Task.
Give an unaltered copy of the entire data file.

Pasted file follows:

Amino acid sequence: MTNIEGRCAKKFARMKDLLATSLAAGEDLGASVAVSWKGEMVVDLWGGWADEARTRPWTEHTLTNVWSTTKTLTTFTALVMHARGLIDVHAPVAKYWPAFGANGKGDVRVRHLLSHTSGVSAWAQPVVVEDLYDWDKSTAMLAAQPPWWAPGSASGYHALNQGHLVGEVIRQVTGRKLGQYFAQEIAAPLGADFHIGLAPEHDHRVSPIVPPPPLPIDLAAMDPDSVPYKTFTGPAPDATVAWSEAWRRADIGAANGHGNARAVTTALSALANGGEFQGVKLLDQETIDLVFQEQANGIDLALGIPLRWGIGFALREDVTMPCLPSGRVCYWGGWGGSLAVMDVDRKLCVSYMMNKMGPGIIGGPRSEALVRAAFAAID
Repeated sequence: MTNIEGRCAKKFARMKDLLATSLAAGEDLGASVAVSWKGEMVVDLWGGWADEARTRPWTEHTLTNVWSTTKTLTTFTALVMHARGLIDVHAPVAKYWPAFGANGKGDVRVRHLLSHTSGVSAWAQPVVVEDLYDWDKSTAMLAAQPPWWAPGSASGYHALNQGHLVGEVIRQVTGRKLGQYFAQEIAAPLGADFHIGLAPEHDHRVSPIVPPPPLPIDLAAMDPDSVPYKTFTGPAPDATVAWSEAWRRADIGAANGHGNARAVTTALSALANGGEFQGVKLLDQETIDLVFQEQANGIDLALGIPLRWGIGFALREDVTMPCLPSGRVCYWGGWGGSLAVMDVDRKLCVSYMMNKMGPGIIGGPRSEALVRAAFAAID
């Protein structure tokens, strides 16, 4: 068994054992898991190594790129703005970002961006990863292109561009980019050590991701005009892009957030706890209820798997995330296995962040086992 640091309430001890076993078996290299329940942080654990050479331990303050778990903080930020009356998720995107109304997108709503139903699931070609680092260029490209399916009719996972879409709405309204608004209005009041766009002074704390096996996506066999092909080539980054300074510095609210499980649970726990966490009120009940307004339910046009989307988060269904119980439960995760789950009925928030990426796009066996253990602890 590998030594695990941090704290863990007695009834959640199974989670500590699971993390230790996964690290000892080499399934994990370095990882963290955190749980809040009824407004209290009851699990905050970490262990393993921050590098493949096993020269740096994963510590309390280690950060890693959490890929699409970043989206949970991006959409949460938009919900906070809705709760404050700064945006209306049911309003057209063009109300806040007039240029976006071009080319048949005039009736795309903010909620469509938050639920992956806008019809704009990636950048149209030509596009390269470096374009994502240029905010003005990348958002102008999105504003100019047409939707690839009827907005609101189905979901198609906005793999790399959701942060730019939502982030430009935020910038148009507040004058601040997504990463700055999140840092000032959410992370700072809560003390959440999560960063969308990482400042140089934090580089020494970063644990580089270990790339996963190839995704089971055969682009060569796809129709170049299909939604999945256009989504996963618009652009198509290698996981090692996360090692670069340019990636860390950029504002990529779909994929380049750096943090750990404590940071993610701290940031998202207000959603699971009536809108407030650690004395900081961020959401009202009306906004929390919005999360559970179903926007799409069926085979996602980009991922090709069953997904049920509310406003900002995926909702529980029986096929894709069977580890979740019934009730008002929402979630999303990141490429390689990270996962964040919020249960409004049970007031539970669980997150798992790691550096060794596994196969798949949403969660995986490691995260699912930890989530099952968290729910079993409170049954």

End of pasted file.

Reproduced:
Amino acid sequence: MTNIEGRCAKKFARMKDLLATSLAAGEDLGASVAVSWKGEMVVDLWGGWADEARTRPWTEHTLTNVWSTTKTLTTFTALVMHARGLIDVHAPVAKYWPAFGANGKGDVRVRHLLSHTSGVSAWAQPVVVEDLYDWDKSTAMLAAQPPWWAPGSASGYHALNQGHLVGEVIRQVTGRKLGQYFAQEIAAPLGADFHIGLAPEHDHRVSPIVPPPPLPIDLAAMDPDSVPYKTFTGPAPDATVAWSEAWRRADIGAANGHGNARAVTTALSALANGGEFQGVKLLDQETIDLVFQEQANGIDLALGIPLRWGIGFALREDVTMPCLPSGRVCYWGGWGGSLAVMDVDRKLCVSYMMNKMGPGIIGGPRSEALVRAAFAAID
Repeated sequence: MTNIEGRCAKKFARMKDLLATSLAAGEDLGASVAVSWKGEMVVDLWGGWADEARTRPWTEHTLTNVWSTTKTLTTFTALVMHARGLIDVHAPVAKYWPAFGANGKGDVRVRHLLSHTSGVSAWAQPVVVEDLYDWDKSTAMLAAQPPWWAPGSASGYHALNQGHLVGEVIRQVTGRKLGQYFAQEIAAPLGADFHIGLAPEHDHRVSPIVPPPPLPIDLAAMDPDSVPYKTFTGPAPDATVAWSEAWRRADIGAANGHGNARAVTTALSALANGGEFQGVKLLDQETIDLVFQEQANGIDLALGIPLRWGIGFALREDVTMPCLPSGRVCYWGGWGGSLAVMDVDRKLCVSYMMNKMGPGIIGGPRSEALVRAAFAAID
């Protein structure tokens, strides 16, 4: 068994054992898991190594790129703005970002961006990863292109561009980019050590991701005009892009957030706890209820798997995330296995962040086992 640091309430001890076993078996290299329940942080654990050479331990303050778990903080930020009356998720995107109304997108709503139903699931070609680092260029490209399916009719996972879409709405309204608004209005009041766009002074704390096996996506066999092909080539980054300074510095609210499980649970726990966490009120009940307004339910046009989307988060269904119980439960995760789950009925928030990426796009066996253990602890 590998030594695990941090704290863990007695009834959640199974989670500590699971993390230790996964690290000892080499399934994990370095990882963290955190749980809040009824407004209290009851699990905050970490262990393993921050590098493949096993020269740096994963510590309390280690950060890693959490890929699409970043989206949970991006959409949460938009919900906070809705709760404050700064945006209306049911309003057209063009109300806040007039240029976006071009080319048949005039009736795309903010909620469509938050639920992956806008019809704009990636950048149209030509596009390269470096374009994502240029905010003005990348958002102008999105504003100019047409939707690839009827907005609101189905979901198609906005793999790399959701942060730019939502982030430009935020910038148009507040004058601040997504990463700055999140840092000032959410992370700072809560003390959440999560960063969308990482400042140089934090580089020494970063644990580089270990790339996963190839995704089971055969682009060569796809129709170049299909939604999945256009989504996963618009652009198509290698996981090692996360090692670069340019990636860390950029504002990529779909994929380049750096943090750990404590940071993610701290940031998202207000959603699971009536809108407030650690004395900081961020959401009202009306906004929390919005999360559970179903926007799409069926085979996602980009991922090709069953997904049920509310406003900002995926909702529980029986096929894709069977580890979740019934009730008002929402979630999303990141490429390689990270996962964040919020249960409004049970007031539970669980997150798992790691550096060794596994196969798949949403969660995986490691995260699912930890989530099952968290729910079993409170049954």